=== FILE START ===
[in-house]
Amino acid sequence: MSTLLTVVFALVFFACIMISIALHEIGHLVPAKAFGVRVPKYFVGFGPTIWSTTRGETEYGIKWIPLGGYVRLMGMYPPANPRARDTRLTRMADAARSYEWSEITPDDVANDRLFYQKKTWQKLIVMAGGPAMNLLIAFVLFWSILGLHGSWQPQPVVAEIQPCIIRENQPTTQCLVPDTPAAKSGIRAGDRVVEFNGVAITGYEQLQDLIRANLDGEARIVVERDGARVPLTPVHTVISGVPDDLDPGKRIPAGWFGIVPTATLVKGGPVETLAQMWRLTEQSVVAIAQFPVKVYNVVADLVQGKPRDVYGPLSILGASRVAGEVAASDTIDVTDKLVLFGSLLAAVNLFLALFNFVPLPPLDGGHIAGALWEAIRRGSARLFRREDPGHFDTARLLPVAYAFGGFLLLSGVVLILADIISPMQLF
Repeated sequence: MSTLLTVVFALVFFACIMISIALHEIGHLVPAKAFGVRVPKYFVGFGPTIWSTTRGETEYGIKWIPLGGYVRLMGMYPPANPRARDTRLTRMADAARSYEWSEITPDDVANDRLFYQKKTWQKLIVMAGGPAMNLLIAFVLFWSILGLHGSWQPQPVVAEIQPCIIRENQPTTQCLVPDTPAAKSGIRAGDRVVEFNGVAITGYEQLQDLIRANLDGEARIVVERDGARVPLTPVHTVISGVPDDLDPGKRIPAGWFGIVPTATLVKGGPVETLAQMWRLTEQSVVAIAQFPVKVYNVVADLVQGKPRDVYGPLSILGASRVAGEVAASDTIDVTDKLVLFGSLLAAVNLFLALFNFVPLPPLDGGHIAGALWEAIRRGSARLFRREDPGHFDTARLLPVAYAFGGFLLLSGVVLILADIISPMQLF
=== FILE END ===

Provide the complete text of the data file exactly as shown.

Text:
[in-house]
Amino acid sequence: MSTLLTVVFALVFFACIMISIALHEIGHLVPAKAFGVRVPKYFVGFGPTIWSTTRGETEYGIKWIPLGGYVRLMGMYPPANPRARDTRLTRMADAARSYEWSEITPDDVANDRLFYQKKTWQKLIVMAGGPAMNLLIAFVLFWSILGLHGSWQPQPVVAEIQPCIIRENQPTTQCLVPDTPAAKSGIRAGDRVVEFNGVAITGYEQLQDLIRANLDGEARIVVERDGARVPLTPVHTVISGVPDDLDPGKRIPAGWFGIVPTATLVKGGPVETLAQMWRLTEQSVVAIAQFPVKVYNVVADLVQGKPRDVYGPLSILGASRVAGEVAASDTIDVTDKLVLFGSLLAAVNLFLALFNFVPLPPLDGGHIAGALWEAIRRGSARLFRREDPGHFDTARLLPVAYAFGGFLLLSGVVLILADIISPMQLF
Repeated sequence: MSTLLTVVFALVFFACIMISIALHEIGHLVPAKAFGVRVPKYFVGFGPTIWSTTRGETEYGIKWIPLGGYVRLMGMYPPANPRARDTRLTRMADAARSYEWSEITPDDVANDRLFYQKKTWQKLIVMAGGPAMNLLIAFVLFWSILGLHGSWQPQPVVAEIQPCIIRENQPTTQCLVPDTPAAKSGIRAGDRVVEFNGVAITGYEQLQDLIRANLDGEARIVVERDGARVPLTPVHTVISGVPDDLDPGKRIPAGWFGIVPTATLVKGGPVETLAQMWRLTEQSVVAIAQFPVKVYNVVADLVQGKPRDVYGPLSILGASRVAGEVAASDTIDVTDKLVLFGSLLAAVNLFLALFNFVPLPPLDGGHIAGALWEAIRRGSARLFRREDPGHFDTARLLPVAYAFGGFLLLSGVVLILADIISPMQLF